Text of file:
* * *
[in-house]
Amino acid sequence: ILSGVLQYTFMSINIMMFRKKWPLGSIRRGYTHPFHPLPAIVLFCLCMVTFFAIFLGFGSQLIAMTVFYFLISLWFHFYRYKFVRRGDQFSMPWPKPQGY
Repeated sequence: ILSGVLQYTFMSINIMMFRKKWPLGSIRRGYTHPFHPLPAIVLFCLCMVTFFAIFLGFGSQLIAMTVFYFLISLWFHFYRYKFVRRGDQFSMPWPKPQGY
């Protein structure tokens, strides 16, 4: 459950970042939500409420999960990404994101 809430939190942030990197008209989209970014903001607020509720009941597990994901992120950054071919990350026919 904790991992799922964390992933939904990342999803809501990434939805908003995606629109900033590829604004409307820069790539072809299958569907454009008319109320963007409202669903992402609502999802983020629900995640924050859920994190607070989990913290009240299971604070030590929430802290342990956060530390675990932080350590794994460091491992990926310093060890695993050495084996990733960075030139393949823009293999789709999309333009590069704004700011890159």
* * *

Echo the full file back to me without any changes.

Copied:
[in-house]
Amino acid sequence: ILSGVLQYTFMSINIMMFRKKWPLGSIRRGYTHPFHPLPAIVLFCLCMVTFFAIFLGFGSQLIAMTVFYFLISLWFHFYRYKFVRRGDQFSMPWPKPQGY
Repeated sequence: ILSGVLQYTFMSINIMMFRKKWPLGSIRRGYTHPFHPLPAIVLFCLCMVTFFAIFLGFGSQLIAMTVFYFLISLWFHFYRYKFVRRGDQFSMPWPKPQGY
């Protein structure tokens, strides 16, 4: 459950970042939500409420999960990404994101 809430939190942030990197008209989209970014903001607020509720009941597990994901992120950054071919990350026919 904790991992799922964390992933939904990342999803809501990434939805908003995606629109900033590829604004409307820069790539072809299958569907454009008319109320963007409202669903992402609502999802983020629900995640924050859920994190607070989990913290009240299971604070030590929430802290342990956060530390675990932080350590794994460091491992990926310093060890695993050495084996990733960075030139393949823009293999789709999309333009590069704004700011890159």